Last week, Dalene Bowden, a food service worker at Irving Middle School, was placed on leave after she gave a free hot lunch to a 12-year-old girl who said she was hungry and didn’t have any money.
Bowden has now received a registered letter from the Pocatello/Chubbuck School District informing her that she has been fired.
The brief, one-page letter was signed by District 25 Director of Human Resources Susan Petit. It states that Bowden was dismissed due to her theft of school district property and inaccurate transactions when ordering, receiving and serving food.
Bowden’s story garnered hundreds of comments on social media and an online petition was launched Saturday demanding that Bowden be reinstated as a lunch lady at Irving.
Bowden said she offered to pay for the $1.70 lunch, but her supervisor rejected her offer. And she was placed on termination leave last Tuesday pending a meeting with the District 25 School Board.
District School Board member Jacob Gertsch declined to comment on Bowden’s termination Monday, calling it a personnel matter. And administrators could not be reached.
“This is just breaking my heart,” Bowden said. “And they couldn’t even bother to put my check in with the letter.”
The letter states that Bowden will be paid within 10 days.
Raushelle Guzman, of Pocatello, started an online petition hoping to convince the district to rehire Bowden. As of Monday, more than 1,800 people had signed the online petition.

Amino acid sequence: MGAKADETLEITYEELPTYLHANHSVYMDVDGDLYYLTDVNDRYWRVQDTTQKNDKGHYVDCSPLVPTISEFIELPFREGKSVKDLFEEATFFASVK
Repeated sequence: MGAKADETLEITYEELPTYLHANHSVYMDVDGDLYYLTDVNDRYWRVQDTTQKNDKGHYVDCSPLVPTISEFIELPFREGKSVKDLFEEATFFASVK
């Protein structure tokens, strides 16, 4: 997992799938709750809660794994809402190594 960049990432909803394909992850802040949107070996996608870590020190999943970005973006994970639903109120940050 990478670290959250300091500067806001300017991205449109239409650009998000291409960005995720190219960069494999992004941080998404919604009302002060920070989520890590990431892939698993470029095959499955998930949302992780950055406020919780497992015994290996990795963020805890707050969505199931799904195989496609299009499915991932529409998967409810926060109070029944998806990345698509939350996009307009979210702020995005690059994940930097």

Guzman said she doesn’t know Bowden, but she does have two children who attend District 25 schools.
“I think (Bowden) did the right thing and I think we need to make sure that every child that wants lunch can have lunch,” Guzman said. “I think the district’s policy needs to be changed. We do not need to humiliate or demean any child or worker in that situation. Students must be provided with an adequate meal.”
Bowden has worked for District 25 for the past three years and said she’s never been written up or reprimanded for her job performance. But she said she did receive a verbal warning once for giving a student a free cookie.
She plans to seek legal counsel regarding the termination letter accusing her of theft.
“I broke the rules, but I offered to pay for the meal and I don’t think I deserved to lose my job over it,” Bowden said.
Last week, Interim Superintendent Douglas Howell said District 25 works to make sure children who live in economically disadvantaged homes receive free or reduced hot lunches.
District 25 also participates in the Idaho Foodbank’s weekend backpack program that sends food items home with students in need each Friday.
Shelley Allen, spokeswoman for the district, said last week that students who exceed an $11 charge limit are provided something to eat, such as a peanut butter and jelly sandwich, and milk.
Parents are notified once the lunch bill reaches the $11 cutoff.
Bowden said if a child is over the credit limit, workers are supposed to take their tray away and dump it.
“I know I screwed up, but what are you supposed to do when the kid tells you that they’re hungry and they don’t have any money,” Bowden said.